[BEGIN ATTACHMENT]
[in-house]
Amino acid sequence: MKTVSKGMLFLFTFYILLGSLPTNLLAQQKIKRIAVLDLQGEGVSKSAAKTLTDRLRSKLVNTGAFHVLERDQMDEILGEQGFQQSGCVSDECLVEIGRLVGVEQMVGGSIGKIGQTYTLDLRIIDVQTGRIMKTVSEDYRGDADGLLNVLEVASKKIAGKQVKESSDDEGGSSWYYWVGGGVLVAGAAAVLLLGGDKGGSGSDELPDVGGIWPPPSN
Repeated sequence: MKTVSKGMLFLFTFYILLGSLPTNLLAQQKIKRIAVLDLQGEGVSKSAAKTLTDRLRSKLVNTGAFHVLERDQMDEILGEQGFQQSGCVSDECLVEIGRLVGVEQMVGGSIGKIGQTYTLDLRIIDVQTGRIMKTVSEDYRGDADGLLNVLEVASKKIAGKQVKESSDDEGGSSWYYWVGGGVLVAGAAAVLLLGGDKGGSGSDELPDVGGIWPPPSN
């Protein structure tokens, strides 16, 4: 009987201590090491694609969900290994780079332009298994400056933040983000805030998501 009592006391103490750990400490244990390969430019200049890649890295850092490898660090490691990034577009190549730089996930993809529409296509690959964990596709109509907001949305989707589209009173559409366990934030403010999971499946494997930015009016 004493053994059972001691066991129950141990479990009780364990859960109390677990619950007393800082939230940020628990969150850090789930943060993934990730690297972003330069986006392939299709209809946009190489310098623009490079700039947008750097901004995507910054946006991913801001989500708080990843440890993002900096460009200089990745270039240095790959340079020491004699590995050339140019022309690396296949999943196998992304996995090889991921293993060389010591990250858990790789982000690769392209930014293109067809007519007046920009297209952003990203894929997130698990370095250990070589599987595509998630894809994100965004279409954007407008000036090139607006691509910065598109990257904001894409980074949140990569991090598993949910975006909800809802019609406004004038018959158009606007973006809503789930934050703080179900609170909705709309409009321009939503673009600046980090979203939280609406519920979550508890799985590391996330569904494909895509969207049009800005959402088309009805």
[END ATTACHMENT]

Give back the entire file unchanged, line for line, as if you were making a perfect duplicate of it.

[in-house]
Amino acid sequence: MKTVSKGMLFLFTFYILLGSLPTNLLAQQKIKRIAVLDLQGEGVSKSAAKTLTDRLRSKLVNTGAFHVLERDQMDEILGEQGFQQSGCVSDECLVEIGRLVGVEQMVGGSIGKIGQTYTLDLRIIDVQTGRIMKTVSEDYRGDADGLLNVLEVASKKIAGKQVKESSDDEGGSSWYYWVGGGVLVAGAAAVLLLGGDKGGSGSDELPDVGGIWPPPSN
Repeated sequence: MKTVSKGMLFLFTFYILLGSLPTNLLAQQKIKRIAVLDLQGEGVSKSAAKTLTDRLRSKLVNTGAFHVLERDQMDEILGEQGFQQSGCVSDECLVEIGRLVGVEQMVGGSIGKIGQTYTLDLRIIDVQTGRIMKTVSEDYRGDADGLLNVLEVASKKIAGKQVKESSDDEGGSSWYYWVGGGVLVAGAAAVLLLGGDKGGSGSDELPDVGGIWPPPSN
């Protein structure tokens, strides 16, 4: 009987201590090491694609969900290994780079332009298994400056933040983000805030998501 009592006391103490750990400490244990390969430019200049890649890295850092490898660090490691990034577009190549730089996930993809529409296509690959964990596709109509907001949305989707589209009173559409366990934030403010999971499946494997930015009016 004493053994059972001691066991129950141990479990009780364990859960109390677990619950007393800082939230940020628990969150850090789930943060993934990730690297972003330069986006392939299709209809946009190489310098623009490079700039947008750097901004995507910054946006991913801001989500708080990843440890993002900096460009200089990745270039240095790959340079020491004699590995050339140019022309690396296949999943196998992304996995090889991921293993060389010591990250858990790789982000690769392209930014293109067809007519007046920009297209952003990203894929997130698990370095250990070589599987595509998630894809994100965004279409954007407008000036090139607006691509910065598109990257904001894409980074949140990569991090598993949910975006909800809802019609406004004038018959158009606007973006809503789930934050703080179900609170909705709309409009321009939503673009600046980090979203939280609406519920979550508890799985590391996330569904494909895509969207049009800005959402088309009805």